Pedal to the Metal:

By Frank Ohlhorst  |  Posted 2008-11-05 Email Print this article Print
 
 
 
 
 
 
 

The Intel Core i7 CPU and X58 Chipset arrive at the end of the month and should power IT solution providers into the next generation of the workstation market.

Intel sent over a reviewer’s kit, which included a Nehalem CPU (the $999 Core i7-965), an Intel DX58S0 Motherboard (Smackover chipset) and an Intel SSDA2MHO80G solid state hard drive. We added four gigabytes of Corsair DDR3 RAM (four 1GB Modules), a NVidia Quadro  FX1700 display adapter and a NZXT high performance PSU. To test performance, we installed Windows Vista Ultimate 64 bit and used PassMark Performance Test (64Bit).

On our first test pass, with everything set to factory defaults, the system scored a passmark rating of 2412.2, which is quite impressive. For reference, we compared the performance to a recently tested HP XW6600 Dual Xeon workstation , which scored a 2892.6 Passmark rating. The HP system used the same video card, but had 8 Gbytes of RAM. That shows the Nehalem and Smackover combo comes within 17 percent of the performance offered by a dual Xeon setup.

Next we decided to experiment with overclocking the Nehalem and pushed the CPU from the factory rated 3.2Ghz clock speed to 3.6Ghz. That brought our score up to a respectable 2701.3, narrowing the performance gap between a dual Xeon workstation and Nehalem to just about 7 percent. Pretty impressive, when one considers we were comparing a single Core i7 quad core CPU to a pair of quad core Xeons. At 3.6Ghz, the system remained stable. We encountered no lockups or system failures, and the supplied Intel CPU fan was able to keep everything within operating temperatures. Any attempts to go beyond 3.6Ghz were met with lockups, blue screens and boot failures.

One thing is certain, Nehalem shows that Intel is able to crank up the performance of the 45 nanometer architecture, while proving to still be affordable. But, some wonder how anyone could consider a $999 CPU to be affordable. Simply put, a single Nehalem can do the work of a pair of Xeons. Those Xeons currently cost more and all of the supporting hardware, such as a dual CPU motherboard board, higher wattage PSU and so on all add to the cost .

For solution providers, Nehalem should become the CPU of choice for high performance systems and should bring higher margins to system builders, thanks to the new Intel Chipsets and the use of DDR3 RAM.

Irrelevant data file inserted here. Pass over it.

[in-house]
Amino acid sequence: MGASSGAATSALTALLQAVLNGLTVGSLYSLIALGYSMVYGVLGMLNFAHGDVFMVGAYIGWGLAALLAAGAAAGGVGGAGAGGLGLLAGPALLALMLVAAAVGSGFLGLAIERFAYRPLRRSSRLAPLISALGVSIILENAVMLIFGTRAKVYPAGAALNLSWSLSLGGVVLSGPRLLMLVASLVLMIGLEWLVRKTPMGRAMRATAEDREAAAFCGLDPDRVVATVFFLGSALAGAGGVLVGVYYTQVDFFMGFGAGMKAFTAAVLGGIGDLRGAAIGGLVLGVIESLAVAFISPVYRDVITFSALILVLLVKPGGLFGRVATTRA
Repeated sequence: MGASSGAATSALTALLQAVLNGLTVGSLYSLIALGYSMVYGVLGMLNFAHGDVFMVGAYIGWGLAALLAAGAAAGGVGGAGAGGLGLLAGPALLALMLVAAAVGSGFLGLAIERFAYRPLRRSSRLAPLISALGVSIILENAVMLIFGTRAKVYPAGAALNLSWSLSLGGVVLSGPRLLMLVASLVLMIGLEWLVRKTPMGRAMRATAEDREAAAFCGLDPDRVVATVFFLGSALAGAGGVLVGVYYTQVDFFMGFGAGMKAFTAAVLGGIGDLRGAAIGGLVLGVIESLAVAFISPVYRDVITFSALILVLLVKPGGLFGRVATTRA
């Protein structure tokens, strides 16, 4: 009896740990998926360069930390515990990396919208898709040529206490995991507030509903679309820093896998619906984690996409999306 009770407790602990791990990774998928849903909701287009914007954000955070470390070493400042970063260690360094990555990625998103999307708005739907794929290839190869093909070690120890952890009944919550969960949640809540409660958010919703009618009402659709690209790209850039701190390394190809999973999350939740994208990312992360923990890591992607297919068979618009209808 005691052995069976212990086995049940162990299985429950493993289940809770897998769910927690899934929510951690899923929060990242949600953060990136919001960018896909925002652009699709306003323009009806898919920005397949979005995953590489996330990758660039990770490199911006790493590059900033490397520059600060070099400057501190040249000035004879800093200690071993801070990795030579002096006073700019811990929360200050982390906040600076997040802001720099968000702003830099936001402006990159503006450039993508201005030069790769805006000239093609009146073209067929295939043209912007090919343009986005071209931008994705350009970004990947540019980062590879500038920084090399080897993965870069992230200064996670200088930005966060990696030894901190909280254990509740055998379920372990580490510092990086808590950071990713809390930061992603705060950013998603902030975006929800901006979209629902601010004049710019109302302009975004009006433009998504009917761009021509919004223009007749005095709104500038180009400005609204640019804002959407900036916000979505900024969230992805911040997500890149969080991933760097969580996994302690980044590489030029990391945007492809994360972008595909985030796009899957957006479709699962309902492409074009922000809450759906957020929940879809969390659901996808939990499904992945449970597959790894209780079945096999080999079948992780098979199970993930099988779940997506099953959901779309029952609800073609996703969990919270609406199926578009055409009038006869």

Frank Ohlhorst Frank J. Ohlhorst is the Executive Technology Editor for eWeek Channel Insider and brings with him over 20 years of experience in the Information Technology field.He began his career as a network administrator and applications program in the private sector for two years before joining a computer consulting firm as a programmer analyst. In 1988 Frank founded a computer consulting company, which specialized in network design, implementation, and support, along with custom accounting applications developed in a variety of programming languages.In 1991, Frank took a position with the United States Department of Energy as a Network Manager for multiple DOE Area Offices with locations at Brookhaven National Laboratory (BNL), Princeton Plasma Physics Laboratory (PPL), Argonne National Laboratory (ANL), FermiLAB and the Ames Area Office (AMESAO). Frank's duties included managing the site networks, associated staff and the inter-network links between the area offices. He also served at the Computer Security Officer (CSO) for multiple DOE sites. Frank joined CMP Technology's Channel group in 1999 as a Technical Editor assigned to the CRN Test Center, within a year, Frank became the Senior Technical Editor, and was responsible for designing product testing methodologies, assigning product reviews, roundups and bakeoffs to the CRN Test Center staff.In 2003, Frank was named Technology Editor of CRN. In that capacity, he ensured that CRN maintained a clearer focus on technology and increased the integration of the Test Center's review content into both CRN's print and web properties. He also contributed to Netseminar's, hosted sessions at CMP's Xchange Channel trade shows and helped to develop new methods of content delivery, Such as CRN-TV.In September of 2004, Frank became the Director of the CRN Test Center and was charged with increasing the Test Center's contributions to CMP's Channel Web online presence and CMP's latest monthly publication, Digital Connect, a magazine geared towards the home integrator. He also continued to contribute to CMP's Netseminar series, Xchange events, industry conferences and CRN-TV.In January of 2007, CMP Launched CRNtech, a monthly publication focused on technology for the channel, with a mailed audience of 70,000 qualified readers. Frank was instrumental in the development and design of CRNTech and was the editorial director of the publication as well as its primary contributor. He also maintained the edit calendar, and hosted quarterly CRNTech Live events.In June 2007, Frank was named Senior Technology Analyst and became responsible for the technical focus and edit calendars of all the Channel Group's publications, including CRN, CRNTech, and VARBusiness, along with the Channel Group's specialized publications Solutions Inc., Government VAR, TechBuilder and various custom publications. Frank joined Ziff Davis Enterprise in September of 2007 and focuses on creating editorial content geared towards the purveyors of Information Technology products and services. Frank writes comparative reviews, channel analysis pieces and participates in many of Ziff Davis Enterprise's tradeshows and webinars. He has received several awards for his writing and editing, including back to back best review of the year awards, and a president's award for CRN-TV. Frank speaks at many industry conferences, is a contributor to several IT Books, holds several records for online hits and has several industry certifications, including Novell's CNE, Microsoft's MCP.Frank can be reached at frank.ohlhorst@ziffdavisenterprise.com